Make Home Life a Priority Again

Is it possible to find a balance and be able to enjoy the wonders of the Internet and our favorite shows while also living well at home? With a little self-discipline and a change of perspective, it is possible to make our home life a priority again.
10/10/2014 04:59 pm ET Updated Dec 10, 2014

Our televisions have over 300 channels to choose from. There are so many good movies to watch on Netflix. The Internet is so darn addictive. We hop on Facebook to quickly peruse our friends' status updates and somehow get sucked down the rabbit hole of liking updates, clicking on trending topics and reading news scandals. And that's before we even go on Twitter. We've got plenty of time for screen time at home, but here's a question: while we're viewing these screens, what's going on in the background?

Are the dishes piled up in the sink? Is the clutter accumulating on the dining room table? Is the food supply in the refrigerator running on empty? What's for dinner tonight? What about breakfast tomorrow? Are the bedroom drawers stuffed to the brim with clothes that are rarely worn? Is the piano collecting an impressive layer of dust?

With all of the glittery distractions of modern day technology and entertainment, our home life is suffering. Even when we finally manage to do something relatively domestic we feel compelled to snap a picture of it and share it on Instagram only to await the first like.

Is it possible to find a balance and be able to enjoy the wonders of the Internet and our favorite shows while also living well at home? With a little self-discipline and a change of perspective, it is possible to make our home life a priority again.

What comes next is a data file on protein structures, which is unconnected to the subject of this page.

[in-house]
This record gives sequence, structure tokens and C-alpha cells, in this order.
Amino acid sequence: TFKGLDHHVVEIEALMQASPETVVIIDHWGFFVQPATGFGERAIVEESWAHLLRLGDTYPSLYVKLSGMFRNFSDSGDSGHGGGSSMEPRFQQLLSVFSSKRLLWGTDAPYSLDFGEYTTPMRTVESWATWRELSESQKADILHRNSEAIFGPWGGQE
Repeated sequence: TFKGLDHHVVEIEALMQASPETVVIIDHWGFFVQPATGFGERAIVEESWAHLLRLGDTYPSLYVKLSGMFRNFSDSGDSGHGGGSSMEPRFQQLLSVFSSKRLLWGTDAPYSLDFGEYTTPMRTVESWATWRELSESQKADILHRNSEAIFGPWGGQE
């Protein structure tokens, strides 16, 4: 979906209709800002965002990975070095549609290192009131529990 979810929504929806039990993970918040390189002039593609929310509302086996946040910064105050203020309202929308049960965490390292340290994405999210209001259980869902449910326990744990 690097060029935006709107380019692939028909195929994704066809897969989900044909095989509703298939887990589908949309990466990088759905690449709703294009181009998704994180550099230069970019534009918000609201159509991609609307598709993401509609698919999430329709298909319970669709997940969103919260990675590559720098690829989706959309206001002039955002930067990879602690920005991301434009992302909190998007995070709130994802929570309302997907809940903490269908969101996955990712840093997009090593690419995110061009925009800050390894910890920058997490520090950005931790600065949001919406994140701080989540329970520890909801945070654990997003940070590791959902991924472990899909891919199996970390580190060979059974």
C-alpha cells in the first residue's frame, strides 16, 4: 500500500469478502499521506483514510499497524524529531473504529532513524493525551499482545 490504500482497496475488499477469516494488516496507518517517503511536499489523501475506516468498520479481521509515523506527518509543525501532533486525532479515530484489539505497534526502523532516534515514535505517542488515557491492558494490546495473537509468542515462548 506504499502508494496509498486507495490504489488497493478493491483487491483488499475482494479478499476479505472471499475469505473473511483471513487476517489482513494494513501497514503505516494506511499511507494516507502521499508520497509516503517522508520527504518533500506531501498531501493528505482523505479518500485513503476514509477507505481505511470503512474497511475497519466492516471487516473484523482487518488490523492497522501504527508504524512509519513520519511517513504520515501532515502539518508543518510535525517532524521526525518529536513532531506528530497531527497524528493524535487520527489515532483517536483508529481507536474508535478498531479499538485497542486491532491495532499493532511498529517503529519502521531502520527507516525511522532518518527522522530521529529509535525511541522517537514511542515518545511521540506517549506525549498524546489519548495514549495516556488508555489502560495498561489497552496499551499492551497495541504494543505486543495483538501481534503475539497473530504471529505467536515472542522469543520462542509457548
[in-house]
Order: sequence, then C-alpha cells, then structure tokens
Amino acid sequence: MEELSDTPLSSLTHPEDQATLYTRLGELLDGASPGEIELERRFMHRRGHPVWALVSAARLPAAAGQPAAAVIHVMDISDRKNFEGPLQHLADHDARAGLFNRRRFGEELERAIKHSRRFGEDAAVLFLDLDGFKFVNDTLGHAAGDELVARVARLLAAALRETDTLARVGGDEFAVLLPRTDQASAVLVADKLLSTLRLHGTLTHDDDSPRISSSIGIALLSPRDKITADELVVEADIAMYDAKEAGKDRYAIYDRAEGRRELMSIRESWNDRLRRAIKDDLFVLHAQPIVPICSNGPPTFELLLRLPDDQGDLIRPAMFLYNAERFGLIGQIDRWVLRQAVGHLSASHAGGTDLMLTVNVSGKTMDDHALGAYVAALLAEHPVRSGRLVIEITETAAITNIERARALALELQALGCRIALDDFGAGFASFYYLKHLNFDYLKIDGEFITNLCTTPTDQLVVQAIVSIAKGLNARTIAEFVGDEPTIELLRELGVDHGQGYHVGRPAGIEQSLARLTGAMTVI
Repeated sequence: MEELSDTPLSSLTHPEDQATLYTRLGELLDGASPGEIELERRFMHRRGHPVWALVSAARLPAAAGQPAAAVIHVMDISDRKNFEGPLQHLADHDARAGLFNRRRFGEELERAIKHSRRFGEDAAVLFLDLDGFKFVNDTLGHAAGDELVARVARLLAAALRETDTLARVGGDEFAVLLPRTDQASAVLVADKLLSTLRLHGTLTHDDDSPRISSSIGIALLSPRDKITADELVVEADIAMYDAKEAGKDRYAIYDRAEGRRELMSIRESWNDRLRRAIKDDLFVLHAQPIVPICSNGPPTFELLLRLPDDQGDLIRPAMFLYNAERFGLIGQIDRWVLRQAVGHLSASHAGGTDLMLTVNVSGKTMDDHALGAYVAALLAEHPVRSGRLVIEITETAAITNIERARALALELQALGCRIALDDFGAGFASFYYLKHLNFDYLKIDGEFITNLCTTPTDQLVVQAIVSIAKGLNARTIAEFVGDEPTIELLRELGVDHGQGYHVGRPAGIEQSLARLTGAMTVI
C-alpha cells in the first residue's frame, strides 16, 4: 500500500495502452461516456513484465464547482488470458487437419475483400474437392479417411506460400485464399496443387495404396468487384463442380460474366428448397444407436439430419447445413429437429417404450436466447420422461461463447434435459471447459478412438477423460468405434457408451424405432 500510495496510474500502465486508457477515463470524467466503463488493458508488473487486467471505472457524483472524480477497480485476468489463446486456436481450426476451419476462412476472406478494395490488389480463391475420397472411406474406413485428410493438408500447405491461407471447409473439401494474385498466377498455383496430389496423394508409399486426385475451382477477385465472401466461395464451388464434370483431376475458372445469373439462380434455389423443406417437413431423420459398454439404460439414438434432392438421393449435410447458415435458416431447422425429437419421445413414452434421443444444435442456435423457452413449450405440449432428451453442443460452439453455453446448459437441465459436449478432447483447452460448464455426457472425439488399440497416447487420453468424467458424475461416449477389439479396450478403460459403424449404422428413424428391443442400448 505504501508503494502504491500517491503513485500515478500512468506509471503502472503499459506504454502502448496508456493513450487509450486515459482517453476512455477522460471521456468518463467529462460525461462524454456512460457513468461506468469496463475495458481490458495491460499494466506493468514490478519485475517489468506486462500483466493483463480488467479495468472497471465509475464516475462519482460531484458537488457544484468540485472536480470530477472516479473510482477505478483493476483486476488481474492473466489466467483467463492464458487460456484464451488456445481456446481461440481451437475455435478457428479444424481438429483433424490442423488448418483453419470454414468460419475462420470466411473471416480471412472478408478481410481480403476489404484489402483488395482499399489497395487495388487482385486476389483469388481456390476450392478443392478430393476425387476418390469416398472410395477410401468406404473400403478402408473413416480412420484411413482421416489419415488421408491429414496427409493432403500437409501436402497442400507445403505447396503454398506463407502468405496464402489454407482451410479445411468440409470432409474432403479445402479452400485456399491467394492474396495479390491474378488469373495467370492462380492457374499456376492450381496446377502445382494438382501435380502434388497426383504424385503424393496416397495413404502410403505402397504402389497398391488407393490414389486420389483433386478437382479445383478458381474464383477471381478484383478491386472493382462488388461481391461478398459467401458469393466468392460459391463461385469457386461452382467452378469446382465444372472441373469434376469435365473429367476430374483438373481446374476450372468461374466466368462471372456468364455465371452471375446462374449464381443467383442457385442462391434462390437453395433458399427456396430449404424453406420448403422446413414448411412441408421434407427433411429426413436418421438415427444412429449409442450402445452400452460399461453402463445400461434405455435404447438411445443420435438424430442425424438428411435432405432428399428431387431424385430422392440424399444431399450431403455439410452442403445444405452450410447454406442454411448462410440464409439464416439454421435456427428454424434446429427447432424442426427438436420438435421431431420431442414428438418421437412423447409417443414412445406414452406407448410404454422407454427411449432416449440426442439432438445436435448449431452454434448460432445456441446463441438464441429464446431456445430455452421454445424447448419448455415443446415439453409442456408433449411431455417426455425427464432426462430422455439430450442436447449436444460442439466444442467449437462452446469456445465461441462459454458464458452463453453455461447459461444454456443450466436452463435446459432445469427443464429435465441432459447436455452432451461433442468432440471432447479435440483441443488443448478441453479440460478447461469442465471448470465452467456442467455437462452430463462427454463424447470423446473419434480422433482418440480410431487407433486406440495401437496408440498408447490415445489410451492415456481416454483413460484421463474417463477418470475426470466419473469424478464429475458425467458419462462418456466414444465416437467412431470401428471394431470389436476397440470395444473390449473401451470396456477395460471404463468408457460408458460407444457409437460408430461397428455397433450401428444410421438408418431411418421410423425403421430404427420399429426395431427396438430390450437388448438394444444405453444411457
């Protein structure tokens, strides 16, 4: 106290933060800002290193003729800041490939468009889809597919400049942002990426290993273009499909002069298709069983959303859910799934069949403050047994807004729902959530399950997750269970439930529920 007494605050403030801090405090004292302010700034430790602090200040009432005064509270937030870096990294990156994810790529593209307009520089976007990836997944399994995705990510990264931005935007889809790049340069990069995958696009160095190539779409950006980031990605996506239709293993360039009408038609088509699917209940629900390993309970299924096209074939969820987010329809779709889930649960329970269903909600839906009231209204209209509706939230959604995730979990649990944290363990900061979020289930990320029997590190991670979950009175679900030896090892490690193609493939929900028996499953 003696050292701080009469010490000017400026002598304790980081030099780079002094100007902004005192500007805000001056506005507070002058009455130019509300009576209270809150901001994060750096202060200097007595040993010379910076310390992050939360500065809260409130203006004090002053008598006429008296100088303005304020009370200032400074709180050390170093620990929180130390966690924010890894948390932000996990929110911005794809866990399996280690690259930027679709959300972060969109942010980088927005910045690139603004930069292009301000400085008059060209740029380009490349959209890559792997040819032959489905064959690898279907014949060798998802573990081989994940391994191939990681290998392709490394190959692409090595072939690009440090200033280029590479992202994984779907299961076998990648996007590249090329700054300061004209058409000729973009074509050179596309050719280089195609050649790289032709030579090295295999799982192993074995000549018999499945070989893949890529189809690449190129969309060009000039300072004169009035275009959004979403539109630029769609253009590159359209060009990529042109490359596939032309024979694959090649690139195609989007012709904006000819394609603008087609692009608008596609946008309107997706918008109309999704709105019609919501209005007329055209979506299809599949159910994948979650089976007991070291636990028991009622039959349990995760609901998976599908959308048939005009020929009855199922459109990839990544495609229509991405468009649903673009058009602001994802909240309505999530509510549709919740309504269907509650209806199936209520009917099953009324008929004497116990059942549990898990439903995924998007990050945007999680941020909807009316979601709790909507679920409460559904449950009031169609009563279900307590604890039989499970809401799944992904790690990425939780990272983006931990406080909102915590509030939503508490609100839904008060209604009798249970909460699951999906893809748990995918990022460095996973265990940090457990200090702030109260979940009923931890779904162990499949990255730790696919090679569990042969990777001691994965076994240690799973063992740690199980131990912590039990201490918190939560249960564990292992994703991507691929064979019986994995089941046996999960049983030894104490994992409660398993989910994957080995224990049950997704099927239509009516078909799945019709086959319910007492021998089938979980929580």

First, we have to ask ourselves why we feel such resistance toward washing those dishes in the sink or clearing the clutter in the living room. Can we change our perspective and think about those traditionally mundane tasks as being pleasurable rather than tedious? Can we slow down and actually enjoy tending to our home for the benefit of ourselves and our families? When we do this, something curious happens.The entire family starts to notice. Things shift and because you care, your children care too. Your spouse starts to care.

You realize that you don't need to take a picture of your supper and share it online. You can actually just enjoy it with your family. Do they "like" it? What are their comments on the meal? Can you all come together as you each tackle a junk drawer and laugh at the random objects those drawers contain? Can you shut down the screens, dust off that piano and sit down and play? What's happening while this is going on? Are your children dancing freely around the living room, singing off-tune?

Feel the intense satisfaction of the present moment. Be in it. This is what home life is all about: family and connection. If you want to share your experience on Twitter later, go for it, but right now make being in this moment a priority. Commit to making your home life a priority again. Because living well at home lays the foundation for thriving in every other aspect of your life.